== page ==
Let us take a closer look at Kant’s metaphysical writings in order to further substantiate this point. Kant developed his rational physics (a part of rational physiology) in his Metaphysical Foundations of Natural Science (1786). There, Kant provided a priori (metaphysical) foundations of kinematics, dynamics and mechanics. In this work, he argued, for example, that the extension and (relative) impenetrability of matter derive from fundamental (attractive and repulsive) forces (Carrier 2001), and that the laws of motion are constitutive of the concept of true motion (Friedman 1992).
In short, we find many analyses concerning the presuppositions of (proper) natural science. It is very questionable whether questions regarding the origin of concepts are central to Kant’s concerns in the Metaphysical Foundations. If we consider writings such as the Metaphysical Foundations, I think it becomes clear that questions regarding the origin of concepts are not as central to Kant’s system as Mensch claims, and that appeals to epigenetic accounts of generation add little to our understanding of these writings.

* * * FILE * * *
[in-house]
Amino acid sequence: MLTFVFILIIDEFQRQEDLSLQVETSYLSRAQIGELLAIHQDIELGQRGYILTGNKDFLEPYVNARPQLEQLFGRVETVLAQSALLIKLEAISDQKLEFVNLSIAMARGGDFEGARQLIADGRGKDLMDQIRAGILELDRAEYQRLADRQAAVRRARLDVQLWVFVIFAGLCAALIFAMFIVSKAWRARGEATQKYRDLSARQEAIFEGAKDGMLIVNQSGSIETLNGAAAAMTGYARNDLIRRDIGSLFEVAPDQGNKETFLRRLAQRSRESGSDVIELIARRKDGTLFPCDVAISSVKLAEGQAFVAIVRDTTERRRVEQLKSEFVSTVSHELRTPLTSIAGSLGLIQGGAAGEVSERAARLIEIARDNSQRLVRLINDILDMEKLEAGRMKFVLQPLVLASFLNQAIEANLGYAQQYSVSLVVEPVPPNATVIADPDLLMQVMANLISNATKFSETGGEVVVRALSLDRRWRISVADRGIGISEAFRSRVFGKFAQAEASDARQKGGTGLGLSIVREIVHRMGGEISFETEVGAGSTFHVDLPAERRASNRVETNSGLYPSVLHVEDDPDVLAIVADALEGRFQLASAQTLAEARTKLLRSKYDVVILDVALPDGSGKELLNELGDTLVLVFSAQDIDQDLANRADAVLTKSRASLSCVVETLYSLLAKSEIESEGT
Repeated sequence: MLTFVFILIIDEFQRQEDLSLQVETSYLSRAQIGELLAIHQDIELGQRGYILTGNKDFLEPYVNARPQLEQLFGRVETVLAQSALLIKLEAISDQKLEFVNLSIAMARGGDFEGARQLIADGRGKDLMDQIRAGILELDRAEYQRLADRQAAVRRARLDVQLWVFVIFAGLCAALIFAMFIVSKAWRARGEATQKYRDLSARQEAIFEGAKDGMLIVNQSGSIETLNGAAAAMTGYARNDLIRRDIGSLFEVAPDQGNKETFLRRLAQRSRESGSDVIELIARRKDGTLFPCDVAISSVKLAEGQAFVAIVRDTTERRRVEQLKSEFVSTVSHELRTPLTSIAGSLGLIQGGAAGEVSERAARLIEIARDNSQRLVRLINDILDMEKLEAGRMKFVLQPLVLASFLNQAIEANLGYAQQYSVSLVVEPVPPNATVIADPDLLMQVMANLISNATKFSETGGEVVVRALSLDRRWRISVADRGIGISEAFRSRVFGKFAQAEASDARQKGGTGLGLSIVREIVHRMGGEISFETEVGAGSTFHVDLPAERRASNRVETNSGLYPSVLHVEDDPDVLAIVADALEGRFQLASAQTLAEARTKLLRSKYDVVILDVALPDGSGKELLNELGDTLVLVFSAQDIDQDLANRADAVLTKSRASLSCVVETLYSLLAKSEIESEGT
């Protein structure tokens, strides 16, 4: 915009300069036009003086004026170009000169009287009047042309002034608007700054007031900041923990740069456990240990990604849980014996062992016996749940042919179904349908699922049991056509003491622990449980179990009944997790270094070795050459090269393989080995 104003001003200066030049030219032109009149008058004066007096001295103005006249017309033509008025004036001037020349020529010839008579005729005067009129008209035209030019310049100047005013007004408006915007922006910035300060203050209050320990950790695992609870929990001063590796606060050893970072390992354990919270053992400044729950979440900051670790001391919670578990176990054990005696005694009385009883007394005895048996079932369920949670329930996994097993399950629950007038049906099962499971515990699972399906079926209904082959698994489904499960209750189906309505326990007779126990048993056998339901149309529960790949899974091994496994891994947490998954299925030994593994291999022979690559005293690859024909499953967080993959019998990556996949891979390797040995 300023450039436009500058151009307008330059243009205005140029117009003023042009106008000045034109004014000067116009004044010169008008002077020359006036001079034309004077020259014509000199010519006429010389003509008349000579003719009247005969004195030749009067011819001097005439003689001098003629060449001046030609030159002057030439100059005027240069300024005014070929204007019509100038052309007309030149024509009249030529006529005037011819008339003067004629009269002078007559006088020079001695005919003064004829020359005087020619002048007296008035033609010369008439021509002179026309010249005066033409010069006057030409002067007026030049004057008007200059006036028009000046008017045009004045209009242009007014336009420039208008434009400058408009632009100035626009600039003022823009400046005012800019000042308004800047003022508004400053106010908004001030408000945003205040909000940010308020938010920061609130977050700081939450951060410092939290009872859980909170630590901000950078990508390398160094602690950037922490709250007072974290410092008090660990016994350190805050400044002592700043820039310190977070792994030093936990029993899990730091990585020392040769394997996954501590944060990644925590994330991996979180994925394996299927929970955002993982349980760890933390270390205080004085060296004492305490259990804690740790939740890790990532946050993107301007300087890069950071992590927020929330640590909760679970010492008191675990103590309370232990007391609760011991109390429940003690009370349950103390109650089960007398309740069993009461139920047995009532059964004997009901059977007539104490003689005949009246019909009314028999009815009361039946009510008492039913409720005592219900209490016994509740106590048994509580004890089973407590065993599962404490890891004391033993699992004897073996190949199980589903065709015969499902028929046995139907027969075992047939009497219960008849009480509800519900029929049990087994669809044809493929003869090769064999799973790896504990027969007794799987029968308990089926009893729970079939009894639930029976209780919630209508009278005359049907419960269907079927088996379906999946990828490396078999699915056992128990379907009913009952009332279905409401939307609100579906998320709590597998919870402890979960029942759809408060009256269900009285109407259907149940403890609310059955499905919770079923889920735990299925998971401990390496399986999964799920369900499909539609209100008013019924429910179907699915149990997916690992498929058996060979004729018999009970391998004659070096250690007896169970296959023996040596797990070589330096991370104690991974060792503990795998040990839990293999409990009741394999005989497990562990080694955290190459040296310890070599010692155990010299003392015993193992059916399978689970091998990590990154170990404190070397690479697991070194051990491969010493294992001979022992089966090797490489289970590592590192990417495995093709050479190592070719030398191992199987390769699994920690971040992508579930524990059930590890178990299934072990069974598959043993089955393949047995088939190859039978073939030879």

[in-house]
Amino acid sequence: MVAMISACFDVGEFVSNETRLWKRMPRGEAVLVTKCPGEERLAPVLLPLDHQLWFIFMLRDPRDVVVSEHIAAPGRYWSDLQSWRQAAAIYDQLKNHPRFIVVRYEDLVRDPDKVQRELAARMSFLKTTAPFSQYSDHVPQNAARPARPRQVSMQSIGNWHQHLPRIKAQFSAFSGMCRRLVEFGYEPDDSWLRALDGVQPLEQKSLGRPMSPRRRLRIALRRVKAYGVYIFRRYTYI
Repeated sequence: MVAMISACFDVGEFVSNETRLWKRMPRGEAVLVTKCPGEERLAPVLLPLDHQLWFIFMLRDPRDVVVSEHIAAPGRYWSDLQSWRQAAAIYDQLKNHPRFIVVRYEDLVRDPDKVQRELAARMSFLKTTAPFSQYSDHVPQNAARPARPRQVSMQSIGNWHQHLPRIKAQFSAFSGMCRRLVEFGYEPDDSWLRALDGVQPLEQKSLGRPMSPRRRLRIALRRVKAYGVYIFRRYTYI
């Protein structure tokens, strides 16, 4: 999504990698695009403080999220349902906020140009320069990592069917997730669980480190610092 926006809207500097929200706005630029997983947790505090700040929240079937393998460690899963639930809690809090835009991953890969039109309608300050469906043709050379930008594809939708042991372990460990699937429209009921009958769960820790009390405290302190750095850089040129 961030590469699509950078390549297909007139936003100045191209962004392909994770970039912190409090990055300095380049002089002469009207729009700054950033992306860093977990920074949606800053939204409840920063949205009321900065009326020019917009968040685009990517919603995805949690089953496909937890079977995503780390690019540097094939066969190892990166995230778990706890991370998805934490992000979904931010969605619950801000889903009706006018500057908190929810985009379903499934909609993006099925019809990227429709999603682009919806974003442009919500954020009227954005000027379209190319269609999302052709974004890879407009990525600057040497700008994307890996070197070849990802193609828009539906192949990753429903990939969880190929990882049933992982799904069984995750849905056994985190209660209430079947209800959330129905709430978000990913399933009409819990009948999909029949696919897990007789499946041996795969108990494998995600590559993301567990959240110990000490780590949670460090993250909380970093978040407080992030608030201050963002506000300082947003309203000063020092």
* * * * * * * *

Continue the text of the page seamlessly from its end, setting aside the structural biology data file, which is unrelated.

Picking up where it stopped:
We can criticize Mensch’s reading of Kant’s deduction of the ideas of reason on similar grounds (see van den Berg [in press]). In the Critique of Pure Reason, Kant argues that the origin of the ideas of reason (‘soul’, ‘world’, ‘God’) is traced to the form of syllogisms studied in logic. Commentators have therefore often tried to understand how these ideas are related to the forms of categorical, hypothetical, and disjunctive syllogisms. Whether this strategy has been successful or not, it seems clear that Kant’s views on logic are central to his thought. Mensch agrees, but adds:
In the same way, therefore, that Kant had shown that the logical table of judgments gave rise to the concepts when the judgments were applied to sensible intuition, Kant would next argue that logical inferences could be discovered as a point of origin for the ideas of pure reason (A 312/ B 378). In each of these cases […], Kant appealed to logic because it could provide a “genealogical tree” with respect to the question of origin. (p. 136)